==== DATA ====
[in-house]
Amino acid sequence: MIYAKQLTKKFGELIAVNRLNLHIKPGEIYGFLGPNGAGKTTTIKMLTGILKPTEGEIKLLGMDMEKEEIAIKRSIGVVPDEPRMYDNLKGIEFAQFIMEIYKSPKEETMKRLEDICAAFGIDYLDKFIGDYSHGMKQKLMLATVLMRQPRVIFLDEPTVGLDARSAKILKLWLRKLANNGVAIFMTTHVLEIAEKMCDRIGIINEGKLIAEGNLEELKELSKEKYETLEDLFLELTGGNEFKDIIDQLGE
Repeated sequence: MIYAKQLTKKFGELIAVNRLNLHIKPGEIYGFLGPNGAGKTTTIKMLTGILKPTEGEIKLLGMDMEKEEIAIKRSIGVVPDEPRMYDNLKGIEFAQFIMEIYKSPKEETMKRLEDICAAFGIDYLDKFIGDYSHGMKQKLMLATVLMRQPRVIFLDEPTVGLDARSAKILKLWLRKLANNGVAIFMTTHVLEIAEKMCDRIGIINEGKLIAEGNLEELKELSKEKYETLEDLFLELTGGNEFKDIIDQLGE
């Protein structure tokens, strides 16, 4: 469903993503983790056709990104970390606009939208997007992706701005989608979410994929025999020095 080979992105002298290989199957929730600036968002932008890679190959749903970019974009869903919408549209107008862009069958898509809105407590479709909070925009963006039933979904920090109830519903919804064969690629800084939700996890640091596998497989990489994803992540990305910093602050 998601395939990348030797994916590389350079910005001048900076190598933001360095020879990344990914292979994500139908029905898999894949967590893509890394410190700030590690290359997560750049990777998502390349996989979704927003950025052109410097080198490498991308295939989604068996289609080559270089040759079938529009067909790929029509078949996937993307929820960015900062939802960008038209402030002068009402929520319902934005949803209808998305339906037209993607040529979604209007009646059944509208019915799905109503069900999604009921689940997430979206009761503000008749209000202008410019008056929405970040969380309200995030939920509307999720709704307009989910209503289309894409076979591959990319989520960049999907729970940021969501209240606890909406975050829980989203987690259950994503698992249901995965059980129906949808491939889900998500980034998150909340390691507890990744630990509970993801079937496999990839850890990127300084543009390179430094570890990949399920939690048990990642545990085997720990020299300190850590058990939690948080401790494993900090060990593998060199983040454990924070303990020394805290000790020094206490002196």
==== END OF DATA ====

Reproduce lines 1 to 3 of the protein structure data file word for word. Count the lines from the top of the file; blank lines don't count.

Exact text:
[in-house]
Amino acid sequence: MIYAKQLTKKFGELIAVNRLNLHIKPGEIYGFLGPNGAGKTTTIKMLTGILKPTEGEIKLLGMDMEKEEIAIKRSIGVVPDEPRMYDNLKGIEFAQFIMEIYKSPKEETMKRLEDICAAFGIDYLDKFIGDYSHGMKQKLMLATVLMRQPRVIFLDEPTVGLDARSAKILKLWLRKLANNGVAIFMTTHVLEIAEKMCDRIGIINEGKLIAEGNLEELKELSKEKYETLEDLFLELTGGNEFKDIIDQLGE
Repeated sequence: MIYAKQLTKKFGELIAVNRLNLHIKPGEIYGFLGPNGAGKTTTIKMLTGILKPTEGEIKLLGMDMEKEEIAIKRSIGVVPDEPRMYDNLKGIEFAQFIMEIYKSPKEETMKRLEDICAAFGIDYLDKFIGDYSHGMKQKLMLATVLMRQPRVIFLDEPTVGLDARSAKILKLWLRKLANNGVAIFMTTHVLEIAEKMCDRIGIINEGKLIAEGNLEELKELSKEKYETLEDLFLELTGGNEFKDIIDQLGE